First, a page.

Funding Bay Blog

Interest Rates on Bridging Loans

A year of crisis, a future of opportunity

The continuing growth of activity in the UK property market has spurred a steady increase in property bridging finance over the past 20 years or so. The coronavirus pandemic has encouraged that growth to spread to business finance as lockdowns and other restrictions have led to commercial and financial delays and disruption.

Additionally, the financial authorities’ response to the economic distress caused by lockdowns has included two reductions in the Bank of England’s base lending rate. It has been at an all-time low of just 0.1% since mid-March, 2020.

All of which should have made bridging finance cheaper and more accessible. Lending to smaller and medium-sized enterprises (SMEs) more than doubled in 2020, across all sectors.

That has meant plenty of new business for lenders, so why have interest rates for bridging finance been rising over the past year or so?

Risky business

Unfortunately for borrowers, interest rates are calculated on lenders’ assessment of the risks, first and foremost, with market activity very much a secondary consideration. And business risk has risen dramatically during this pandemic.

The underlying cause has been the sharp downturn across much of the UK economy. Great Britain has been among the three worst-affected nations in the developed world.

The principal reason for that is our economic dependence on service industries and retailers, most of which have had to curtail their activity or even shut down completely.

A high proportion of the operators in those worst-affected sectors are SMEs. It’s hardly surprising, therefore, that the previous chart, showing lending growth to SMEs, gives some prominence to the expansion in loans to businesses involved in recreation, wholesale and retail trades, and hospitality (which includes tourism). Those have been among the firms most in need of quick access to funds.

The damage is done

They are also among the companies most likely to fail. Amid all of the current exuberance over the success of the UK vaccination programme, the easing of lockdown restrictions, and exhortations to ‘build back better’, it’s all too easy to overlook the widespread commercial damage already logged. Here is a reminder. Note that the chart only covers the period to end-March, 2020, so even worse seems likely to be revealed in due course. 

In such circumstances, providers of bridging loans, indeed, of any kind of finance, have become increasingly cautious. They are right to be so. EY, one of the biggest professional services firms, has forecast that business loan losses will double, at least, as a direct result of the pandemic.

Because of these elevated risks, every form of lending has become more expensive over the past 12 months. Bridging loans are by no means an exception in this respect.

Some say the best opportunities arise from a crisis. Not everyone has suffered during the current one. On-line retailing, delivery services, pets and pet supplies, car mechanics, pharmacies, etc: the list of UK businesses that have prospered during lockdowns is surprisingly long.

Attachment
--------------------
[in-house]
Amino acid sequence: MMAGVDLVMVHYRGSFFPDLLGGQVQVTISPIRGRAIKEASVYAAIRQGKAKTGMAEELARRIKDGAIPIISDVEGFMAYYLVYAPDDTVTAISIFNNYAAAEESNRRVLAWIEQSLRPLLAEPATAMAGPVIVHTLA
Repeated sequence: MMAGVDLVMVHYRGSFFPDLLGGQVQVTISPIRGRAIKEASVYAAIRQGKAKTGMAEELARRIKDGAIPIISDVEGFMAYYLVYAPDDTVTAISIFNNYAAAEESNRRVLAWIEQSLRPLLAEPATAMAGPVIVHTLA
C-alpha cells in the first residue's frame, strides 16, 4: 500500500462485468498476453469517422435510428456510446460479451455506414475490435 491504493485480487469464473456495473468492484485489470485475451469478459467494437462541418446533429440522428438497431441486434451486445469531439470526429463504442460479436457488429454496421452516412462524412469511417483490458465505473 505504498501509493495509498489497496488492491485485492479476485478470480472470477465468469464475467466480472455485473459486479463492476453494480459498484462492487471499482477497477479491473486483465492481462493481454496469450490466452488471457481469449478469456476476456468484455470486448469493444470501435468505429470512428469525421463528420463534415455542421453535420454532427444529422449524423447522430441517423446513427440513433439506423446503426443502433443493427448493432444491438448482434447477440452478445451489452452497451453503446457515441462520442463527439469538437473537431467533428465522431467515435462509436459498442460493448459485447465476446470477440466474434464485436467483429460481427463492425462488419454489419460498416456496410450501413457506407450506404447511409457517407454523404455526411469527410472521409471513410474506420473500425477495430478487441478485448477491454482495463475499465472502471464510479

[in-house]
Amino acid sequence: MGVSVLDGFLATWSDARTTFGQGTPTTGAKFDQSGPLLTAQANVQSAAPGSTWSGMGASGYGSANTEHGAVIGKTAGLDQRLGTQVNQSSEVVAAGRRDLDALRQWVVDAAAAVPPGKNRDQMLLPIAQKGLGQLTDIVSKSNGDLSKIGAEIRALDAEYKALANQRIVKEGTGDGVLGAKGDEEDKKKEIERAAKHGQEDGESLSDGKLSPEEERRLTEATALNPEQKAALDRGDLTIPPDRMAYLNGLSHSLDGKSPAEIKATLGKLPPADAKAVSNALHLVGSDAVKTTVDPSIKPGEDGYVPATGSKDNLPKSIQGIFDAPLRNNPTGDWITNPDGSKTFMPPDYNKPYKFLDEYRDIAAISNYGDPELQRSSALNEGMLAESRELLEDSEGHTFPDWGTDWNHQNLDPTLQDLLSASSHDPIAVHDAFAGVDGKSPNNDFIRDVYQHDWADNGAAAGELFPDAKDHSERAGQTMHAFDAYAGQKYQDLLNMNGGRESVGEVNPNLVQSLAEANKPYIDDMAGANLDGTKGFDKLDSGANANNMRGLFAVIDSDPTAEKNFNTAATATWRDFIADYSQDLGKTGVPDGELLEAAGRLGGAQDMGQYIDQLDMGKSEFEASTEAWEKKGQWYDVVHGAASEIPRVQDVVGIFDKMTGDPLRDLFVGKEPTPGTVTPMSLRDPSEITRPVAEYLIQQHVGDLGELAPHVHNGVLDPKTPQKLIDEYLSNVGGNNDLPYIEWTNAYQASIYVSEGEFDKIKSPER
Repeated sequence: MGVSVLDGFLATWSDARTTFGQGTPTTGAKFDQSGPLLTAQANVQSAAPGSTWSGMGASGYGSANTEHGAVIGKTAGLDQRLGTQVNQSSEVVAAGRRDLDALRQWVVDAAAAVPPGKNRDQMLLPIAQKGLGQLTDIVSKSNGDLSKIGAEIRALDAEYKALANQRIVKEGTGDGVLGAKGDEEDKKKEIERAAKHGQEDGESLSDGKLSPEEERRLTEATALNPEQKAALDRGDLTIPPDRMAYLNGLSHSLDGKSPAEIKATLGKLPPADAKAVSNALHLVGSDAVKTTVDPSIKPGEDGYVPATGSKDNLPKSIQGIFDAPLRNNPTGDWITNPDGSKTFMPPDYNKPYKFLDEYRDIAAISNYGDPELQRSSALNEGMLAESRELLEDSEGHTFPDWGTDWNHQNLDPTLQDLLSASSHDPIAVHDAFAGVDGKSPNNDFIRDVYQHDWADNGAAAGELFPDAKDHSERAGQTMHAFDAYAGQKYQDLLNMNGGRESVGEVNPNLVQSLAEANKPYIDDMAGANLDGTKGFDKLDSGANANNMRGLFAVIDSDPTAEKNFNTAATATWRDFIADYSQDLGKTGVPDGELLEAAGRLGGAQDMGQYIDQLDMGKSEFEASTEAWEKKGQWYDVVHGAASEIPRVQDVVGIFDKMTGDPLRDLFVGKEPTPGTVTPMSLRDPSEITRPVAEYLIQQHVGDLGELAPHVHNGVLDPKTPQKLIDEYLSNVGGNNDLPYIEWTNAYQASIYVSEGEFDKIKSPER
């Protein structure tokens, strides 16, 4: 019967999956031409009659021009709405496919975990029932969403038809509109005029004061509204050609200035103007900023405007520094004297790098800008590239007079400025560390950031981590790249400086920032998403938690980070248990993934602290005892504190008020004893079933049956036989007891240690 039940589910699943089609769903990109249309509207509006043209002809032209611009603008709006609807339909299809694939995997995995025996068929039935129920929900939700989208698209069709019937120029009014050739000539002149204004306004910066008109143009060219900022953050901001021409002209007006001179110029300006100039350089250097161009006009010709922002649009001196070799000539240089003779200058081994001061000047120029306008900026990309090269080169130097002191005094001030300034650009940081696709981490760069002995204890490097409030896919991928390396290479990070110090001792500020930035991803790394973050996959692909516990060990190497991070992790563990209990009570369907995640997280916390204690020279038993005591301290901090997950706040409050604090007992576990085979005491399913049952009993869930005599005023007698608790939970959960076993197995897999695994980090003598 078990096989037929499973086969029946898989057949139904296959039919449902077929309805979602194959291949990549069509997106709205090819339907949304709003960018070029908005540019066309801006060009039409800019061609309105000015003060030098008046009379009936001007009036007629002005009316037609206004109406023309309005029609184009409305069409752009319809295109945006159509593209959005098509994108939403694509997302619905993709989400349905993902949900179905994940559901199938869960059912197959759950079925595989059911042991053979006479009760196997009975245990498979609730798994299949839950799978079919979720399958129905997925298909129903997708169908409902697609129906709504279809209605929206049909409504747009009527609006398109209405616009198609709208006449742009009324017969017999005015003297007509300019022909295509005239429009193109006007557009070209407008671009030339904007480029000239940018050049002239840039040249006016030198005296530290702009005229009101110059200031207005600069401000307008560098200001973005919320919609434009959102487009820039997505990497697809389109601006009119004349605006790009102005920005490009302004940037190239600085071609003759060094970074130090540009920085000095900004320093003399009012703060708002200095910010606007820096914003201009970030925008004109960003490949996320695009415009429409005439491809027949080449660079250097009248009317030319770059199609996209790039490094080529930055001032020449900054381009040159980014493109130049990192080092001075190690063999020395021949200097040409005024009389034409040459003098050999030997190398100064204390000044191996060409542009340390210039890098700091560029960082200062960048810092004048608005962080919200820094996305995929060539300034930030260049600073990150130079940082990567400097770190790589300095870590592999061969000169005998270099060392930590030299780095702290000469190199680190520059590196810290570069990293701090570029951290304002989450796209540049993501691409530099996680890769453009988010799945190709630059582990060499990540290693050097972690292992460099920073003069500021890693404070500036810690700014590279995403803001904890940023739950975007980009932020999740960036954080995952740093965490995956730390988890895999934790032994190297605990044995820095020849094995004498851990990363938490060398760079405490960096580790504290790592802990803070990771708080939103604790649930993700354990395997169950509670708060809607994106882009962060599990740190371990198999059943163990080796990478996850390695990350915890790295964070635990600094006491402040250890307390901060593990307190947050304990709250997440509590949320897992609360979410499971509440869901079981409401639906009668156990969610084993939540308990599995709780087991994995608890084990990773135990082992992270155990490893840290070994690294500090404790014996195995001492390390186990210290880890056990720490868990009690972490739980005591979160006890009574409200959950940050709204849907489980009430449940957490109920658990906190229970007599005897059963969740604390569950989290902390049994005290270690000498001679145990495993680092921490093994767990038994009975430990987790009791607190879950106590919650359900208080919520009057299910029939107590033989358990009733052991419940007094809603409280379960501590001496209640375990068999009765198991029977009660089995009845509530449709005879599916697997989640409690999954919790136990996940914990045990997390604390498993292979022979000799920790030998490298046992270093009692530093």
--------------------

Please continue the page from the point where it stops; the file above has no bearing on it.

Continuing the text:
Even if your firm is not among that happy band, you will want to be ready for the sharp economic rebound that is already emerging from the current easing of restrictions. It’s thought likely that the coming recovery will be the strongest the UK has ever experienced.

That may require a substantial capital commitment by your firm for new or more equipment, or for new or bigger premises. How will you fund it?

Straight to the bank

Your first recourse will likely be your bank. The banks have been unusually accommodating to SMEs during the pandemic, encouraged and supported by government policy. If you have a credible plan for expanding or redirecting your business, you are likely to be well-received.

No matter how SME-friendly, however, banks are slow to process loans and disburse the money. Opportunity does not wait; neither do your competitors.

The best way to seize the moment is a bridge loan that will provide the initial portion of the required investment or working capital quickly. You can get your project underway while you wait for the bank to deliver the major part of the money.

Moreover, along with rising interest charges, the rapid growth in the bridge finance sector over the past 18 months has attracted new lenders. There are now more than 200 of them. The increased competition for new business results in tighter quotes for interest rates.

One thing that has not changed are the factors that drive the calculation of those rates. Chief among them is the quality of collateral offered. The best quality is a freehold property in good condition, in a desirable location, and not already used as collateral for any other loans.

Even if you cannot provide that level of collateral, however, the barriers to obtaining a loan are among the lowest in business finance. Credit history is not usually an important consideration, nor is proof of income generally required, however a credit check may be taken out.

That low security threshold is the principal reason that interest rates on bridging loans are significantly higher than for other types of business lending which require more detailed – and much more lengthy – prior scrutiny by providers.


However, if you are trying to seize a window of opportunity for new business, time is of the essence. On that basis, it is not the cost of finance that should be your top concern, but the cost of missing the opportunity.

In any case, with the help of Funding Bay, you can be sure of getting an attractive interest rate as we scour a wide range of providers to find the best deal, usually within a few days.

With that assurance, you can make the investment that will take your business to the next level.

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